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Bankable audit inputs
June, 15th 2006


15th June, 2006

Bankable audit inputs

Nitant P. Trilokekar is a Mumbai-based chartered accountant equipped with systems audit credentials. Using his two decades of experience in the banking industry, he has written Contemporary Bank Audit, from Snow White (

"Banks record their books on principles of triple entry," he writes in the intro. In this system, key is GL or General Ledger, "in which vouchers are posted directly in addition to the posting in the respective accounts." Trilokekar explains that this control is so important to bankers that they insist on triple entry even after computerisation.

Banks are subject to many an audit at high frequency; so much so, "on any day in a year, there is always some audit in progress at the bank, either as internal inspection, revenue audit, statutory audit or RBI audit." In addition, most well-managed banks have internal control systems in place, and you can place reliance on the same, assures the author. However, when you find an exception, that should set all alarm bells ringing, he cautions.

A chapter on internal controls speaks about topics such as rotation of duty, head-office returns, and balancing of books. A checklist helps in internal control determination, while a flowchart outlines the steps involved in clearing forward.

The chapter on verification of assets begins with cash, and moves on to other valuables (such as tokens, forex and postage), balances with other banks, investments and so on.

The discussion of `audit of advances' is elaborate; it encompasses term loans, cash credit, overdraft, guarantees and more. Under each, the author lists `common errors'. For instance, `absence of documentation' is one of the most common errors in TOD or temporary overdraft; sanction may not be written in the required format "though vouchers bear the signature of the manager implying sanction."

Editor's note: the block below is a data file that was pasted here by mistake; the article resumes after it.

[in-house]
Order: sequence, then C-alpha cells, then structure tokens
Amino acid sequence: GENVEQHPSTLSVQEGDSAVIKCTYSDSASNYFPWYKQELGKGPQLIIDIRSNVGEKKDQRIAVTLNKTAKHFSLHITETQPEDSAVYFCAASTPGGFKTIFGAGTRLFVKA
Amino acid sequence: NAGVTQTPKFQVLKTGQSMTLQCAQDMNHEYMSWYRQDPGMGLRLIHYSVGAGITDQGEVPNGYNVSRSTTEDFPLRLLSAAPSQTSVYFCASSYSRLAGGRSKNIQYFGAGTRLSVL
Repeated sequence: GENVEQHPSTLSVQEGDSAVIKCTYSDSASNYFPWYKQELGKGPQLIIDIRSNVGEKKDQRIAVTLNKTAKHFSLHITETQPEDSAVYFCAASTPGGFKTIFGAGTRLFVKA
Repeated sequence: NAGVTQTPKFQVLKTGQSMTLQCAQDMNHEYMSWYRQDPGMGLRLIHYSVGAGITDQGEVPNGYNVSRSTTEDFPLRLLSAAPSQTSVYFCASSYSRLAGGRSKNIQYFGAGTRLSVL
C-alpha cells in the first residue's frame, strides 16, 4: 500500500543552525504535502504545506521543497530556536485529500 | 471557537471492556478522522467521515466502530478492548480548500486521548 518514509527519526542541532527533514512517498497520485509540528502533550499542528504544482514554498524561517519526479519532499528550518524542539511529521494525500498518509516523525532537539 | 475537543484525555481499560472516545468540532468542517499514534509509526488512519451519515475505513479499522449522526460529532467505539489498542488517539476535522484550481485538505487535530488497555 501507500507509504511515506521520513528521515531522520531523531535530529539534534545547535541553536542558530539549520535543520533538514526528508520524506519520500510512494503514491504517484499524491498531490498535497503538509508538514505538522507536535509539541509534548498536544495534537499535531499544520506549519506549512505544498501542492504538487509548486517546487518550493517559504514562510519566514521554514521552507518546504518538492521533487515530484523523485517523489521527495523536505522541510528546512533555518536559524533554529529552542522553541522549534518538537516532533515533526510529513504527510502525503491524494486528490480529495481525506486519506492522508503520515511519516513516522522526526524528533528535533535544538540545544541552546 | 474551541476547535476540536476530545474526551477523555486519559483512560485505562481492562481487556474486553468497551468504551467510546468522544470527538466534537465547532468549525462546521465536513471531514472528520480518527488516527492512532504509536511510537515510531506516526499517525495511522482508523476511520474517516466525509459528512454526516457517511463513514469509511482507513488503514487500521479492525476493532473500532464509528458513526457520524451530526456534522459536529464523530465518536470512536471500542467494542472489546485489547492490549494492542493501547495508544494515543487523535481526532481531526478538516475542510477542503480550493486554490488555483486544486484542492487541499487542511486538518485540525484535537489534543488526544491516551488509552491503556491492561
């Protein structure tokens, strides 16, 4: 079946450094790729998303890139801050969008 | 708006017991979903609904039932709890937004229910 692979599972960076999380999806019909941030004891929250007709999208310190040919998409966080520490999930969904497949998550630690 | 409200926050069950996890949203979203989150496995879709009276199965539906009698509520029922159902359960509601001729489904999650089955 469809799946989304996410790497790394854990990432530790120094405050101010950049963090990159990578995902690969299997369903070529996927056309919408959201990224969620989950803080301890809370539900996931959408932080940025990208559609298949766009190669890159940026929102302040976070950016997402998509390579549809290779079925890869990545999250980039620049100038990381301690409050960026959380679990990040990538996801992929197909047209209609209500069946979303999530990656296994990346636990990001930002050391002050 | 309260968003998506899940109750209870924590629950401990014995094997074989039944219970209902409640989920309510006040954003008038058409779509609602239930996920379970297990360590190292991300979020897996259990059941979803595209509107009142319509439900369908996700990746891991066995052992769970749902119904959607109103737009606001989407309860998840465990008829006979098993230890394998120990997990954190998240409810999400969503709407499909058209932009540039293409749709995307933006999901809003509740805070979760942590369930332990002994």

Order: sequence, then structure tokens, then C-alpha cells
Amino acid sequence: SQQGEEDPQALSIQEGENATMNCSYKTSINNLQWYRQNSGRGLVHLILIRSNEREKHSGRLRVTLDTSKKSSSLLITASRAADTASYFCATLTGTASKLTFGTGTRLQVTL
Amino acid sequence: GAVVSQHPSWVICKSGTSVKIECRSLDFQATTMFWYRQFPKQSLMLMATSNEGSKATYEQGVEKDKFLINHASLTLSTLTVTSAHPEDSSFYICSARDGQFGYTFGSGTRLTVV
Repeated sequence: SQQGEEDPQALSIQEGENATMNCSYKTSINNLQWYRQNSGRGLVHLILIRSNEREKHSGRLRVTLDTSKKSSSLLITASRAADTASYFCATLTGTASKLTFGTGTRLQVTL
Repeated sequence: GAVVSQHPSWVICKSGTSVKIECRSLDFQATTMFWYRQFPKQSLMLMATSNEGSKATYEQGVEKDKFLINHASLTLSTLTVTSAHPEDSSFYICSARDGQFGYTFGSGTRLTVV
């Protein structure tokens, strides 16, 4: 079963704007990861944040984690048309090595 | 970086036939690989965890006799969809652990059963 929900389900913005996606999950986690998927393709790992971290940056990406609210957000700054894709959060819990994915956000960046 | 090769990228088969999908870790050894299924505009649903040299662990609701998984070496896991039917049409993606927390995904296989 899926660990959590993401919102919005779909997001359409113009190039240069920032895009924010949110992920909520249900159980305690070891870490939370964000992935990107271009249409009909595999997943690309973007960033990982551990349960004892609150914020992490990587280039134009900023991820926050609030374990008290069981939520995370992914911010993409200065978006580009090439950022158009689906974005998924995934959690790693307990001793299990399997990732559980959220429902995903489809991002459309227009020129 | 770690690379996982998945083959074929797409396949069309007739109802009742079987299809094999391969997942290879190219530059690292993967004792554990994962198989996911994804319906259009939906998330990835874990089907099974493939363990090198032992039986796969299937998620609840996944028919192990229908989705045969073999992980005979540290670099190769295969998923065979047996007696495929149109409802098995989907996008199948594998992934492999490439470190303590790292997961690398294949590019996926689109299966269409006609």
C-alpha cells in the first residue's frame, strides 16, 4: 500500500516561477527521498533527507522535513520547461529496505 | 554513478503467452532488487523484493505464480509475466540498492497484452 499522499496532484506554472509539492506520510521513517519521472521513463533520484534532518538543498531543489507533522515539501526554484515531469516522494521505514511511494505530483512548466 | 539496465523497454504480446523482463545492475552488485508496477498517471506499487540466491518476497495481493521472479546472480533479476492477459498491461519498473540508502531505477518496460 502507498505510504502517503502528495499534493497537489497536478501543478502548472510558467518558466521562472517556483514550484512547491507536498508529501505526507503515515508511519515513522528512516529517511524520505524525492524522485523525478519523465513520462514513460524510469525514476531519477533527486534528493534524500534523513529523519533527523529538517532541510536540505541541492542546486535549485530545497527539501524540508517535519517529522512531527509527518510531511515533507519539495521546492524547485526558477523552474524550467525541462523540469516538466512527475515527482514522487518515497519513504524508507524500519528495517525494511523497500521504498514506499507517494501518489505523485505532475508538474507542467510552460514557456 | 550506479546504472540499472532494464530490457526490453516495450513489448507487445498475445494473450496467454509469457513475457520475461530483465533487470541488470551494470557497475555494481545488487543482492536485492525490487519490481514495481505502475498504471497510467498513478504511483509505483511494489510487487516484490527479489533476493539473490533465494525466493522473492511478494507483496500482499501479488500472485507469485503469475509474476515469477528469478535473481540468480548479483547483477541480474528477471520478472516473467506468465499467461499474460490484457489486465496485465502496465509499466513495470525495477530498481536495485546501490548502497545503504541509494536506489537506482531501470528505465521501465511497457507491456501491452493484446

Ready takeaways for a majority of CAs are in the chapters on statutory audit, and concurrent audit. To seekers of specialised knowledge, there is much to reap from the pages that talk about audit of forex transactions, forex dealing room audit, bank system audit, prudential norms, and Basel II impact. Trilokekar points out that Basel II concerns were woven into the format that came in 2002, ushering in risk-based supervision.

Of immense relevance are the annexures at the end of each chapter; these contain the text of RBI's circulars and reports, summarise the findings of committees, provide glossary, and give samples of formats.

A not-to-miss chapter is the one on frauds, which begins with a quote of Oscar Wilde: "The thief is the artist. The policeman is only a critic." Trilokekar classifies the frauds as computer-based and `the rest'. In the non-computer ones are situations such as opening false accounts to deposit stolen instruments, transfer of money from dormant accounts, flouting exchange control provisions, forgery, and so on. Each fraud is described, and the author elaborates upon the modus operandi, before giving tips for detection and prevention. The book has an accompanying CD, with printable checklists.

Essential addition to the professionals' bookshelf.

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